17:11 GMT04 August 2021
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    Oil in Turmoil (134)
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    Prices for natural gas will rise by the end of the year due to increasing industrial demand among other factors, US Energy Information Administration (EIA) administrator Adam Sieminski told Sputnik.

    WASHINGTON (Sputnik) — Global oil prices plunged from $115 to less than $30 per barrel between June 2014 and January 2016, hitting their lowest levels since 2003 amid an ongoing glut in global oil supply. The prices have since recovered to around $40-45 per barrel for the Brent crude benchmark.

    "We’ll see gas moving up toward the end of the year," Sieminski stated on Wednesday. "It’s the winter time and you always get higher natural gas prices in the winter time, but we see natural gas prices moving back up overtime because there is more industrial demand, there is more demand for fertilizers and other products that are made from natural gas."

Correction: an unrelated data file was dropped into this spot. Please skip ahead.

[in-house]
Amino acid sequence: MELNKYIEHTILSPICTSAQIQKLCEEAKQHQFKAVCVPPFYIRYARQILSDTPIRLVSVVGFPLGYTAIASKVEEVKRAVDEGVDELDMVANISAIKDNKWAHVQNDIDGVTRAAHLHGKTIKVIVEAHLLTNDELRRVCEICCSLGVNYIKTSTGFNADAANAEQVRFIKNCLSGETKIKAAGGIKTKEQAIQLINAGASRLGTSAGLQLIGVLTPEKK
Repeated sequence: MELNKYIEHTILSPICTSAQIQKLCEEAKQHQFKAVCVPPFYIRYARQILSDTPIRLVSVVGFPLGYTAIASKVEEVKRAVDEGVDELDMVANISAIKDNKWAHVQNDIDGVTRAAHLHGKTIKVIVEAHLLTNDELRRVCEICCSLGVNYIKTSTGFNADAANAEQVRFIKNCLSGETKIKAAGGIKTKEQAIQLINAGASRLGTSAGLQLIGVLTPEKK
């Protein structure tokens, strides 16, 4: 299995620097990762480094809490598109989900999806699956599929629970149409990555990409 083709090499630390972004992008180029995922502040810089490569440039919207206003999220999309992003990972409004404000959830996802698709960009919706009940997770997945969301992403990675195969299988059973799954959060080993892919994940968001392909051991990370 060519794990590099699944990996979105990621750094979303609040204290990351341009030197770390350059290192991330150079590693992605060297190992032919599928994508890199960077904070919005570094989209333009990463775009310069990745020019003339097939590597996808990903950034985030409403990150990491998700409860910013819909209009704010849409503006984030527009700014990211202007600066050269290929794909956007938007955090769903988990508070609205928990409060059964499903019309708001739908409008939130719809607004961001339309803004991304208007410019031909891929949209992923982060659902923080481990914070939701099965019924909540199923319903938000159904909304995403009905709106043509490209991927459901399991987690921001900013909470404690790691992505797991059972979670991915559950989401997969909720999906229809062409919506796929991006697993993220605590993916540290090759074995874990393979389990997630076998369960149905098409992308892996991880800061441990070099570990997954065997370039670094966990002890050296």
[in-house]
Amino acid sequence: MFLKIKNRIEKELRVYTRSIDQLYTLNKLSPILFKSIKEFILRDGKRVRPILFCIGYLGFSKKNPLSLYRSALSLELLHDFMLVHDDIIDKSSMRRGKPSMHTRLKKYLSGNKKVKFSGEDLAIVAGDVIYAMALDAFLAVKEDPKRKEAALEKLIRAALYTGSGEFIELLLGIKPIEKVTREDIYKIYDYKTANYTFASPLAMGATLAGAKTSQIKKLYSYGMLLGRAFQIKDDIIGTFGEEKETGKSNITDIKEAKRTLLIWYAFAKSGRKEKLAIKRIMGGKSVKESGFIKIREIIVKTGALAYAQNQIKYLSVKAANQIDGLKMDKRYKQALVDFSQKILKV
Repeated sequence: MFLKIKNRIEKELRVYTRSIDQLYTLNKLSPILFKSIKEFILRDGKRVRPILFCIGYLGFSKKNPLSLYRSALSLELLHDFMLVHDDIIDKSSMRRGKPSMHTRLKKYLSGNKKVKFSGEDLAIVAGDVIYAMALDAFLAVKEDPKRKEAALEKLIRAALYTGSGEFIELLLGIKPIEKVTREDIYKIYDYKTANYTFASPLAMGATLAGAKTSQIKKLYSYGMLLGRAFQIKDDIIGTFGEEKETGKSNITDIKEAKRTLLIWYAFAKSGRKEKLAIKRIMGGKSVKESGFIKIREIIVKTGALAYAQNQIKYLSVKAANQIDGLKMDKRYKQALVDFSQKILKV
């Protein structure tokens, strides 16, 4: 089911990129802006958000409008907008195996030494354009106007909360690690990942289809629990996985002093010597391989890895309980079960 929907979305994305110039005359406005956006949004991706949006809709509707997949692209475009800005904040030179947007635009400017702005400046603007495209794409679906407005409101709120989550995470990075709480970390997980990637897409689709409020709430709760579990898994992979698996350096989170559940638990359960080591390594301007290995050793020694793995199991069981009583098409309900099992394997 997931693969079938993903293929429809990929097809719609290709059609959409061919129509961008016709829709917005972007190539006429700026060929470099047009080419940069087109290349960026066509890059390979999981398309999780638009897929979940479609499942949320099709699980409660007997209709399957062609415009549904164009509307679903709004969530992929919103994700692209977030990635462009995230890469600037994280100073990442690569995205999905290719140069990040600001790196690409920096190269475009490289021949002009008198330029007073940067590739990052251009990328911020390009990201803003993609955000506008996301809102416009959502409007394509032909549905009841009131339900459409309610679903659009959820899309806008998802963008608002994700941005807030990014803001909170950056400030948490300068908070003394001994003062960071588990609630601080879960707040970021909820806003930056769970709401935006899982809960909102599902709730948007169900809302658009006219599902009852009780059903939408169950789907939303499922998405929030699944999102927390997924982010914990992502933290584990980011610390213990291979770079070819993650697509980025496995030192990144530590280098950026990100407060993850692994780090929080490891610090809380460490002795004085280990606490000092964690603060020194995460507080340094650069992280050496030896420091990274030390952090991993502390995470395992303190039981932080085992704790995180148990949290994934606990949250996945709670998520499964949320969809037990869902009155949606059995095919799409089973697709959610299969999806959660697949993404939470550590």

Sieminski also said that there will be liquefied natural gas (LNG) demand as LNG facilities come on line and the United States is selling more and more gas to Mexico.

    "So, we think that supply and demand for gas is rebalancing and we’ll see somewhat higher prices, still below where they were five or ten years ago, but rising from here," Sieminski added.

    According to the administartor, oil prices will reach some $50 by the end of 2016.

    "We have oil going into next year at roughly $50 a barrel, it’s $45 and something today," Sieminski stated on Wednesday.

    On Tuesday, the EIA noted in its Short-Term Energy Outlook report that the average price for Brent Crude oil in 2016 will amount to $40.52 per barrel, while the expected average price for West Texas Intermediate (WTI) oil is $40.32 per barrel.

    Oil prices have plunged more than 60 percent from their peak of over $110 a barrel in June 2014 because of global oil production outpacing global demand.

    In April, the Organization of the Petroleum Exporting Countries (OPEC) and major non-OPEC oil producers failed to agree on freezing oil output at the January levels to shore up prices after Saudi Arabia backed out of a deal, insisting that Iran should be part of any production cuts.

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    Oil in Turmoil (134)

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